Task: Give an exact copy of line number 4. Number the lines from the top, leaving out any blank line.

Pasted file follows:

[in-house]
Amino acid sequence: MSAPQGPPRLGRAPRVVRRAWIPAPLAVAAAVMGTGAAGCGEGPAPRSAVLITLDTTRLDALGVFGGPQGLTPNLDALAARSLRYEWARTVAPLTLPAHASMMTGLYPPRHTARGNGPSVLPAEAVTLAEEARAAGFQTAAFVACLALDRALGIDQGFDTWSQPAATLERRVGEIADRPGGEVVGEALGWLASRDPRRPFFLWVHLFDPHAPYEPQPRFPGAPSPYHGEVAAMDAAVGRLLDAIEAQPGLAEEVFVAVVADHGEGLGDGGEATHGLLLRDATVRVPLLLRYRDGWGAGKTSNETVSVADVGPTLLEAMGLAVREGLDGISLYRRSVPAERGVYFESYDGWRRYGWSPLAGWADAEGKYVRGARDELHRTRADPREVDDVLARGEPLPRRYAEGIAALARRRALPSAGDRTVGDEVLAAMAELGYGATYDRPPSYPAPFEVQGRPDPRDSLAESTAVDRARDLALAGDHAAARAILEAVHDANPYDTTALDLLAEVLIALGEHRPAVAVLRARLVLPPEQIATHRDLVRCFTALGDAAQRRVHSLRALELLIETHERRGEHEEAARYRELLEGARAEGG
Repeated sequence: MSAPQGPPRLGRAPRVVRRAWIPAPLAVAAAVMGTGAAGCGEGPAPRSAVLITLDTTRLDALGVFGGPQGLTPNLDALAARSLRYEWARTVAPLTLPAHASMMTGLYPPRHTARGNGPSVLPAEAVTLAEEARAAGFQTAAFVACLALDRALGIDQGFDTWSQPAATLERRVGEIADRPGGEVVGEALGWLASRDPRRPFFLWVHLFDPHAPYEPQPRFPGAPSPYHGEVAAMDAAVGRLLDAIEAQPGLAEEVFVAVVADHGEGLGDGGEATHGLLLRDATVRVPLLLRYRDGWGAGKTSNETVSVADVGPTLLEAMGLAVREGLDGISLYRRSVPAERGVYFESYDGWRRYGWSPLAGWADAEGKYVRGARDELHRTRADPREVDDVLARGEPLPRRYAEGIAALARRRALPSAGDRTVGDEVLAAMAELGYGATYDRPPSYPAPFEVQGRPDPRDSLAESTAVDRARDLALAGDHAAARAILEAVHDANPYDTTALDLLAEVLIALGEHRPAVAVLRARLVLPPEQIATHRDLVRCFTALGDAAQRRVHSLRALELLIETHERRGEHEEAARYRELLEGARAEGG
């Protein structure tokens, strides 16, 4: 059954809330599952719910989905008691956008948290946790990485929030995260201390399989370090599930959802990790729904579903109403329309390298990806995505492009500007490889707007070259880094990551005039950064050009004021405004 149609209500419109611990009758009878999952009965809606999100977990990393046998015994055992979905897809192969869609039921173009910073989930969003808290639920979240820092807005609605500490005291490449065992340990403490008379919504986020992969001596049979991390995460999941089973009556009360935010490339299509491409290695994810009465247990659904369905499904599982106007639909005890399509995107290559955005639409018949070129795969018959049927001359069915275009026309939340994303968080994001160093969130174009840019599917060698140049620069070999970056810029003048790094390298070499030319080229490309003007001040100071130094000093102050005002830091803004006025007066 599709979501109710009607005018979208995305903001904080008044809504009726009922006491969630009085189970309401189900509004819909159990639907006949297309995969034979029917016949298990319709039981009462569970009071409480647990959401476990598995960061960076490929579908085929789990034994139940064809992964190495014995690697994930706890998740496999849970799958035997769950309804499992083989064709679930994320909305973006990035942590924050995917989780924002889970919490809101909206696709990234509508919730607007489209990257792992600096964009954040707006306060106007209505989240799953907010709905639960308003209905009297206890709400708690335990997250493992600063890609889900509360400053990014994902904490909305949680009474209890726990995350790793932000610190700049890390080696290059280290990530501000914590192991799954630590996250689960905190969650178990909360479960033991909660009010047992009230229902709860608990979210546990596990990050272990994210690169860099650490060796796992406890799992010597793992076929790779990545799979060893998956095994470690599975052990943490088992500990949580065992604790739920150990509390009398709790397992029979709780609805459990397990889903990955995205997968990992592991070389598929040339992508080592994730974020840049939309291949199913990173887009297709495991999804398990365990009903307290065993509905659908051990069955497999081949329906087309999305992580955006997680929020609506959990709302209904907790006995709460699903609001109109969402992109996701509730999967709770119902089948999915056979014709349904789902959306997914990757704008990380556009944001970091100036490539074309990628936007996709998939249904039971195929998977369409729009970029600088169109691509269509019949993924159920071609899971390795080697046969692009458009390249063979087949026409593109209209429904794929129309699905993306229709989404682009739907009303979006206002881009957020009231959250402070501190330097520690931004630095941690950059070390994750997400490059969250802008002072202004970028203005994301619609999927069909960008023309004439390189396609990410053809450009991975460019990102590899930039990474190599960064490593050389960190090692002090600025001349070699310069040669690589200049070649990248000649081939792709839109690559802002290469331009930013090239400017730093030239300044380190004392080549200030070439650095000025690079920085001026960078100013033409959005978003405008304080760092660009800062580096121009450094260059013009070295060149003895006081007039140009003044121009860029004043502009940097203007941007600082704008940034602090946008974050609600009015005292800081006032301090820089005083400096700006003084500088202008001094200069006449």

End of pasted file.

């Protein structure tokens, strides 16, 4: 059954809330599952719910989905008691956008948290946790990485929030995260201390399989370090599930959802990790729904579903109403329309390298990806995505492009500007490889707007070259880094990551005039950064050009004021405004 149609209500419109611990009758009878999952009965809606999100977990990393046998015994055992979905897809192969869609039921173009910073989930969003808290639920979240820092807005609605500490005291490449065992340990403490008379919504986020992969001596049979991390995460999941089973009556009360935010490339299509491409290695994810009465247990659904369905499904599982106007639909005890399509995107290559955005639409018949070129795969018959049927001359069915275009026309939340994303968080994001160093969130174009840019599917060698140049620069070999970056810029003048790094390298070499030319080229490309003007001040100071130094000093102050005002830091803004006025007066 599709979501109710009607005018979208995305903001904080008044809504009726009922006491969630009085189970309401189900509004819909159990639907006949297309995969034979029917016949298990319709039981009462569970009071409480647990959401476990598995960061960076490929579908085929789990034994139940064809992964190495014995690697994930706890998740496999849970799958035997769950309804499992083989064709679930994320909305973006990035942590924050995917989780924002889970919490809101909206696709990234509508919730607007489209990257792992600096964009954040707006306060106007209505989240799953907010709905639960308003209905009297206890709400708690335990997250493992600063890609889900509360400053990014994902904490909305949680009474209890726990995350790793932000610190700049890390080696290059280290990530501000914590192991799954630590996250689960905190969650178990909360479960033991909660009010047992009230229902709860608990979210546990596990990050272990994210690169860099650490060796796992406890799992010597793992076929790779990545799979060893998956095994470690599975052990943490088992500990949580065992604790739920150990509390009398709790397992029979709780609805459990397990889903990955995205997968990992592991070389598929040339992508080592994730974020840049939309291949199913990173887009297709495991999804398990365990009903307290065993509905659908051990069955497999081949329906087309999305992580955006997680929020609506959990709302209904907790006995709460699903609001109109969402992109996701509730999967709770119902089948999915056979014709349904789902959306997914990757704008990380556009944001970091100036490539074309990628936007996709998939249904039971195929998977369409729009970029600088169109691509269509019949993924159920071609899971390795080697046969692009458009390249063979087949026409593109209209429904794929129309699905993306229709989404682009739907009303979006206002881009957020009231959250402070501190330097520690931004630095941690950059070390994750997400490059969250802008002072202004970028203005994301619609999927069909960008023309004439390189396609990410053809450009991975460019990102590899930039990474190599960064490593050389960190090692002090600025001349070699310069040669690589200049070649990248000649081939792709839109690559802002290469331009930013090239400017730093030239300044380190004392080549200030070439650095000025690079920085001026960078100013033409959005978003405008304080760092660009800062580096121009450094260059013009070295060149003895006081007039140009003044121009860029004043502009940097203007941007600082704008940034602090946008974050609600009015005292800081006032301090820089005083400096700006003084500088202008001094200069006449």